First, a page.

Sunday, November 13, 2005
Evaluating a Continuous Insulin Infusion Protocol in Cardiac Surgery Patients to Reduce the Risks of Hyperglycemia
Paulette Gallant, RNC, BSN, Nursing, R1, Maine Medical Center, Portland, ME, USA and Alyce A. Schultz, RN, PhD, FAAN, University of California, Davis Medical Center, University of California, Davis Medical Center, Sacramento, CA, USA.
|Learning Objective #1: Identify that a blood glucose greater than 150 after cardiac surgery increases the patient's risk of developing mediastinitis, mortality and an increased length of stay |
|Learning Objective #2: Understand the necessity to evaluate blood glucose levels intraoperatively and 96 hours postoperatively in cardiac surgery patients on a continuous insulin infusion|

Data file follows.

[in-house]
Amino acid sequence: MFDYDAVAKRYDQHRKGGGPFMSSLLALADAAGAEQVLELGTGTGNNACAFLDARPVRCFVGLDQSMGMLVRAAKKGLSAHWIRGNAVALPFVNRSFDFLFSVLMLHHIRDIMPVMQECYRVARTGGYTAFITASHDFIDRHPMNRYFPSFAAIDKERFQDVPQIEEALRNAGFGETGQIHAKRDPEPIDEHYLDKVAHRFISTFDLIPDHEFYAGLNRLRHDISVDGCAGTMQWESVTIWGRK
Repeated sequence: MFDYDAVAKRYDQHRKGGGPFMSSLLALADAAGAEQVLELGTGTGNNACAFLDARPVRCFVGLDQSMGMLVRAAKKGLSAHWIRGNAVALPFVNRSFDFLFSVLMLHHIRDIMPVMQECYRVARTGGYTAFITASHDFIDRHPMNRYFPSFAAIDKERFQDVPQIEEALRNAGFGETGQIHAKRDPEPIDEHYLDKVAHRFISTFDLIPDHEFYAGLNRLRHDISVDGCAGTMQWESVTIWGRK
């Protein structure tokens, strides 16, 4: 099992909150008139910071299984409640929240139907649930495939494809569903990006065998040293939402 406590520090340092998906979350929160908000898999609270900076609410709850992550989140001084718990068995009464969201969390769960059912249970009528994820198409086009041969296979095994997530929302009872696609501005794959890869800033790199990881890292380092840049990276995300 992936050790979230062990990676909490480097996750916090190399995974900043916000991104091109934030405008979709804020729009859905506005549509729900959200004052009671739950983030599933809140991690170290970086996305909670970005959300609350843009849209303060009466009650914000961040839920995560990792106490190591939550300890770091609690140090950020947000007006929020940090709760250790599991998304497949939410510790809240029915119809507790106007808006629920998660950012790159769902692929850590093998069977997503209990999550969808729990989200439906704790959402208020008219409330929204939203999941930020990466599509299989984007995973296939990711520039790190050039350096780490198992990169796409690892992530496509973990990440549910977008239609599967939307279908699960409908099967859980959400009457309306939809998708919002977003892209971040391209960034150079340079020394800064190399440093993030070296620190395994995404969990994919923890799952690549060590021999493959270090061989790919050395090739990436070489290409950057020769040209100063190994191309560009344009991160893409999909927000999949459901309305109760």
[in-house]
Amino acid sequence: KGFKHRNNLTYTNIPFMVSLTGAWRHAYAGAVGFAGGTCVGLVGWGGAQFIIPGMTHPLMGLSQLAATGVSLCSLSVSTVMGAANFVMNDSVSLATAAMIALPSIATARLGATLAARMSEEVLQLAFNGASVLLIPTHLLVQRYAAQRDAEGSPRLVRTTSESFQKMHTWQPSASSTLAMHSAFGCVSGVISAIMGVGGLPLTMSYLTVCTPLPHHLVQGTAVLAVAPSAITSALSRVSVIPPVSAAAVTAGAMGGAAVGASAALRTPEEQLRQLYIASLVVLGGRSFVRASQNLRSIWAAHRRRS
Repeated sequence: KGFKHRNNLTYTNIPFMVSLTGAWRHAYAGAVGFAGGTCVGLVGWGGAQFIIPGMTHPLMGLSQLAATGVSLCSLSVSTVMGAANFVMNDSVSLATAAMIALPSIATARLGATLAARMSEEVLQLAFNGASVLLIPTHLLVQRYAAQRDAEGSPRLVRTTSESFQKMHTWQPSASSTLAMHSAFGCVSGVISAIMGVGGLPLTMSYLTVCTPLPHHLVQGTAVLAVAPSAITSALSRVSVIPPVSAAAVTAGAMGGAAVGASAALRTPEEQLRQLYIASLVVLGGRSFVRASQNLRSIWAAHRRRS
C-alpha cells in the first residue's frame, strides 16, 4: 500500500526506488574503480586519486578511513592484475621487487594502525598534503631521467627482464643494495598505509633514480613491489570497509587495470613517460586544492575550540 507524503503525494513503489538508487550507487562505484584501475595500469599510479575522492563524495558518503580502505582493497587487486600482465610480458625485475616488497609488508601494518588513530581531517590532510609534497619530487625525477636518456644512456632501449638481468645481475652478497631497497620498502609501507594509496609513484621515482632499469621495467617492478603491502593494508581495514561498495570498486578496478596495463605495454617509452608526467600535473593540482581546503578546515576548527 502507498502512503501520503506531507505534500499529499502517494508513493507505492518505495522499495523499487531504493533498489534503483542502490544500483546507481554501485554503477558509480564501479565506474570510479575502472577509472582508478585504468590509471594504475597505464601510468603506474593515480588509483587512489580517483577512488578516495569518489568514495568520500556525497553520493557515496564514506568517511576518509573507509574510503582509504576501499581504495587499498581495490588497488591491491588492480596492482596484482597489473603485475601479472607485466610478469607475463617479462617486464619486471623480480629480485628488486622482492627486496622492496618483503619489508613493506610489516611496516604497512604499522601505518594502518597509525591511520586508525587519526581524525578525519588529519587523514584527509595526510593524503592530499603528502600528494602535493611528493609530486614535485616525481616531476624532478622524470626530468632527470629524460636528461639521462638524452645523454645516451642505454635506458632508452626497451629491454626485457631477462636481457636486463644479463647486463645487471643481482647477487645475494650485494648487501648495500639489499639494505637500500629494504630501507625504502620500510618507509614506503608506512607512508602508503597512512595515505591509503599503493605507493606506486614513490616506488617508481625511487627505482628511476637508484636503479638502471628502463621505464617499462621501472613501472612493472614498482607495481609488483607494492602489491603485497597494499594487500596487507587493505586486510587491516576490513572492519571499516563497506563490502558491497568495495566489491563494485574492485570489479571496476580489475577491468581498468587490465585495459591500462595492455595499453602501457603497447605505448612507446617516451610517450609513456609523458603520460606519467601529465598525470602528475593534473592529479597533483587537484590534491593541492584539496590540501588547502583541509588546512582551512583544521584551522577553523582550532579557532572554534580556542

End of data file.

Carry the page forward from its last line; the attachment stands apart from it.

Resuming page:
Hyperglycemia is a significant risk for mortality, infection and increased length of hospital stay in intensive care (Van den Berghe et. al, 2000) and in cardiac surgery patients (Furnary et. al., 2001). Furnary and colleagues reported blood glucose levels of less than 150mg./dl. for 72 hours post-operatively in cardiac surgery patients reduced the mortality by half, deep sternal wound infection rate from 1.75 to 0.6% and length of stay by one day. Continuous insulin infusions are a routine practice in cardiac surgery patients. Our protocol for continuous insulin infusion had never been evaluated for compliance with the protocol or evaluation of blood glucose levels. A prospective chart review of 161 cardiac surgery patients on the continuous insulin infusion revealed that blood glucose levels were consistently above 150 in the operating room and for 96 hours post-operatively. The continuous insulin infusion protocol was not followed by nurses in intensive care and the step down unit. In patients who were not a known diabetic and the insulin infusion was discontinued, blood glucose level was not done for the reminder of their hospitalization. The mediastinitis rate for the 161 patients was 3.3% , three times the normal rate for cardiac surgery patients .Based on these results a interdisciplinary team convened to review the findings and implement a change in the insulin infusion protocol as well as a education plan for nurses in intensive care and the step down unit. Follow-up blood glucose levels and compliance with the new insulin protocol will be collected on 150 cardiac surgery patients.